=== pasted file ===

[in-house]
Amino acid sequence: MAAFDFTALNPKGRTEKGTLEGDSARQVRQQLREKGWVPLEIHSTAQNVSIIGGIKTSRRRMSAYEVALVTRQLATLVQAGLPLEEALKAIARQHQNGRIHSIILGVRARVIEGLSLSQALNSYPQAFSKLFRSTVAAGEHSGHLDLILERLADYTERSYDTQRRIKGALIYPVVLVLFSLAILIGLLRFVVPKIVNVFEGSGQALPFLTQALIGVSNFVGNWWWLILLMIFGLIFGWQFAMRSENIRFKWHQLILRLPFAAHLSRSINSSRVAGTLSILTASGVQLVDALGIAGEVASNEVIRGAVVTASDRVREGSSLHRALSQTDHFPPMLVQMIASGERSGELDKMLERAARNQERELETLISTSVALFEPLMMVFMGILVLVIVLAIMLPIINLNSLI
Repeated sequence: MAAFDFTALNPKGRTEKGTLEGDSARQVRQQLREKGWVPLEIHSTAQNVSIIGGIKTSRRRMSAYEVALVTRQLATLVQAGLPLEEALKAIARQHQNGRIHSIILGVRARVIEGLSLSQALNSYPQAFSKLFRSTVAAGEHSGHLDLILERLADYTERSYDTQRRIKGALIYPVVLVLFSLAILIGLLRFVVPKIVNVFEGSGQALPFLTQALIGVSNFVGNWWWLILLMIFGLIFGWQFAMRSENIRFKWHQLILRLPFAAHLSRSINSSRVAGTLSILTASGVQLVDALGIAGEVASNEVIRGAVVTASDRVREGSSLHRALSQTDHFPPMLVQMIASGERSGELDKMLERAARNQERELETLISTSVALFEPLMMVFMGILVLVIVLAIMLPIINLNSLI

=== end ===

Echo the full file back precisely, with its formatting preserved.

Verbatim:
[in-house]
Amino acid sequence: MAAFDFTALNPKGRTEKGTLEGDSARQVRQQLREKGWVPLEIHSTAQNVSIIGGIKTSRRRMSAYEVALVTRQLATLVQAGLPLEEALKAIARQHQNGRIHSIILGVRARVIEGLSLSQALNSYPQAFSKLFRSTVAAGEHSGHLDLILERLADYTERSYDTQRRIKGALIYPVVLVLFSLAILIGLLRFVVPKIVNVFEGSGQALPFLTQALIGVSNFVGNWWWLILLMIFGLIFGWQFAMRSENIRFKWHQLILRLPFAAHLSRSINSSRVAGTLSILTASGVQLVDALGIAGEVASNEVIRGAVVTASDRVREGSSLHRALSQTDHFPPMLVQMIASGERSGELDKMLERAARNQERELETLISTSVALFEPLMMVFMGILVLVIVLAIMLPIINLNSLI
Repeated sequence: MAAFDFTALNPKGRTEKGTLEGDSARQVRQQLREKGWVPLEIHSTAQNVSIIGGIKTSRRRMSAYEVALVTRQLATLVQAGLPLEEALKAIARQHQNGRIHSIILGVRARVIEGLSLSQALNSYPQAFSKLFRSTVAAGEHSGHLDLILERLADYTERSYDTQRRIKGALIYPVVLVLFSLAILIGLLRFVVPKIVNVFEGSGQALPFLTQALIGVSNFVGNWWWLILLMIFGLIFGWQFAMRSENIRFKWHQLILRLPFAAHLSRSINSSRVAGTLSILTASGVQLVDALGIAGEVASNEVIRGAVVTASDRVREGSSLHRALSQTDHFPPMLVQMIASGERSGELDKMLERAARNQERELETLISTSVALFEPLMMVFMGILVLVIVLAIMLPIINLNSLI